Concerned that paying passengers don’t understand the risks they face when stepping aboard illegal charters, the National Air Transportation Association (NATA) has retooled its “Avoid Illegal Charter” website to “empower the market” with the ability to look up charter operators, access fact sheets, and report questionable operations.
Rolling out the revamped site, NATA executives highlighted a need to ensure safer skies as new models push boundaries of what is legal.
In the past, new models have come to fruition—from the advent of aircraft management more than 50 years ago to fractional ownership and more recently, jet cards, charter empty legs, and per-seat models—noted Jacqueline Rosser, senior advisor, regulatory affairs–air charter, for NATA. “In each of those cases, the boundary…has been more between when are we crossing the line from the on-demand framework into the scheduled realm,” Rosser said. “We’ve managed to address all of those issues within the industry and get clarity on how you can do certain things where other certifications are required.”
But, she added: that focus now appears to be shifting to what defines a private operation and a commercial operation. “Our primary goal from the organizational standpoint, the air charter standpoint, is to establish clarity,” she said.
Entities are “popping up, commercializing the [Part] 91 space,” Ryan Waguespack, v-p of aircraft management, air charter services, and MROs, agreed, adding, “It is a real concern because the general flying public does not truly understand the risks they are getting into. You are not getting into an Uber when you get into an aircraft.”
Compounding the issue is a lack of clarity on not only the definition of an illegal charter but on who is actually operating them.
NATA is currently surveying operators on their encounters with illegal operations and how it is affecting their business, Waguespack said, noting that one clear trend stands out: some 70 percent of operators do not report their encounters with illegal operations. “That was kind of staggering to me,” he said. Those respondents listed a number of reasons for this, but mostly out of concerns that the activity is in their backyard and, being in a small industry, they know it is going to come back on the legal entity. "They are concerned about losing their consumer, they are concerned about the FAA, and they don’t want to be the squeaky wheel.”
The survey, he said, was receiving a “tremendous” response as of mid-August, and NATA said it would keep it open over through the end of the month.
NATA plans to share the data with the FAA and the Department of Transportation to provide a picture of what is happening. “The effort really needs to be 'we want to keep our skies safe.' We are all about innovation. We’re all about change,” he said, but added, “We are a firm believer you can be innovative and still adhere to the regs.”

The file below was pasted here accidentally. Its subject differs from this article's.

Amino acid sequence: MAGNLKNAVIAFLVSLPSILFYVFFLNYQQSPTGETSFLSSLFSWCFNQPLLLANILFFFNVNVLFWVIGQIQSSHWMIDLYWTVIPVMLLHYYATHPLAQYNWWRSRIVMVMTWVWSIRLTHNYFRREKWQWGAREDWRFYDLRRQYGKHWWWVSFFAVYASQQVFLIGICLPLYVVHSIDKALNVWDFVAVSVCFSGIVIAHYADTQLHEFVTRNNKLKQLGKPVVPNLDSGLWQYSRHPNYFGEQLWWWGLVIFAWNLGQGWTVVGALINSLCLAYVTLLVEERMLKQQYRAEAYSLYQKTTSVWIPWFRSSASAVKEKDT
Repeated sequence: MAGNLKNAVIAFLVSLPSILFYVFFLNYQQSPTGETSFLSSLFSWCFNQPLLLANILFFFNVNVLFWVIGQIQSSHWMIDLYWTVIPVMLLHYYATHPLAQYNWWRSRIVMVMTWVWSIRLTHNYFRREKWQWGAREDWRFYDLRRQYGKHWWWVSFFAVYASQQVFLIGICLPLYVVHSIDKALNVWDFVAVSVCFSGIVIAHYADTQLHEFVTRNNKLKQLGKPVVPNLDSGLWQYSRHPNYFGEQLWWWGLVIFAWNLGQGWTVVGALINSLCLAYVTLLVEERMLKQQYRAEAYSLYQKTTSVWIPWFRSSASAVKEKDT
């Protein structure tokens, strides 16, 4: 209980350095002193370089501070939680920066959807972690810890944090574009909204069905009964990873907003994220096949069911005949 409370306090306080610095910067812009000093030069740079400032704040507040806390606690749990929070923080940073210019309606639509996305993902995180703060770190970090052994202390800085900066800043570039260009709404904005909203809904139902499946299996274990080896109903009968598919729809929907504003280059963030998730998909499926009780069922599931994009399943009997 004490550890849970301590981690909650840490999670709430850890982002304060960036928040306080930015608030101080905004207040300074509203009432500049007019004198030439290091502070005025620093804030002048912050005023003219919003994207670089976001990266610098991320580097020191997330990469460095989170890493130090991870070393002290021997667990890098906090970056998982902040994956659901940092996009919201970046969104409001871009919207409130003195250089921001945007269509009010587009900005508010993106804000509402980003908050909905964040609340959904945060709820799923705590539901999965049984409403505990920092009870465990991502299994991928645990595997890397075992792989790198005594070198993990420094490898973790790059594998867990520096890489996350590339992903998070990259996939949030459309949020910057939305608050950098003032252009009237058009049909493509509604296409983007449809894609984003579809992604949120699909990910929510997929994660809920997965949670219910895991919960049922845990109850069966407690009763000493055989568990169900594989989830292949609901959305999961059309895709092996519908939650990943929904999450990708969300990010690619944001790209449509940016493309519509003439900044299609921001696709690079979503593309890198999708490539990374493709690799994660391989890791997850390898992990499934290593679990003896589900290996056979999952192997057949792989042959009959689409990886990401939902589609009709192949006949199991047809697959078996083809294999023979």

This comes back to education and resources, he said. The association a little more than a year ago established a task force focused on education about illegal charter. And the illegal charter website is designed to build on that. “You can look up a charter operator, you can submit a questionable operation—we’ve had a number of those—or you can call the illegal charter hotline,” he said. “We’re trying really to push out there how charter brokers, other operators, and end-users can look up and see if the aircraft they are engaging is on a charter certificate.”
The website aggregates numerous FAA lists to enable a search by operator or tail number of legal operations. That list is updated quarterly, but NATA’s goal is to update it monthly. Operators further are able to fill out a form through the website to report potential illegal charter activity. In addition, the website houses fact sheets with data on operations and provides operators with templates that they can show to prospective customers that explain the complexities of the industry.
Partnering with the FAA
NATA further took over the illegal charter hotline (888-SKY-FLT1), which it is using to gather data and pass along to the FAA’s special investigative team in Fort Worth, Texas. Noting that calls in the past have been somewhat vague, he said, “The biggest challenge is to gather as much data as possible.”
Another key component of this effort is working with the FAA. What started as a group of a little more than a dozen Flight Standards District Office (FSDO) officials has now swelled to close to 90 that are actively engaged and speaking regularly. NATA has collaborated with the FAA on gatherings between FSDO officials and operators to discuss what has been happening. These have taken place in South Carolina, Indiana, Tennessee, and Florida. Several more are in the works with meetings targeted to possibly take place in Texas, California, and Iowa, among others. The FSDO managers also are discussing holding a larger event next year to gather all interested parties together.
“The operators are really enjoying getting that one-on-one time with their inspectors and the leadership within the FSDOs,” Waguespack said. “But also, it is a good opportunity for the FSDOs to truly learn what is happening in the 91 space—what is behind these doors.”
Additionally, at the behest of Congress, the FAA has nearly completed guidance on one area that has been blurring the lines of commercial and private operations, flight-sharing, Rosser said. The Government Accountability Office further has been working on a report on this activity.
“As long as we continue to see cases of suspected illegal charter, more must be done to sound the alarm and educate the industry and public at all levels of the inherent risks and dangers of these activities,” added Waguespack. “We are pleased to partner with more and more FAA field offices in supporting events designed to highlight these potentially life-saving messages in their particular region. Together we will make a greater impact.”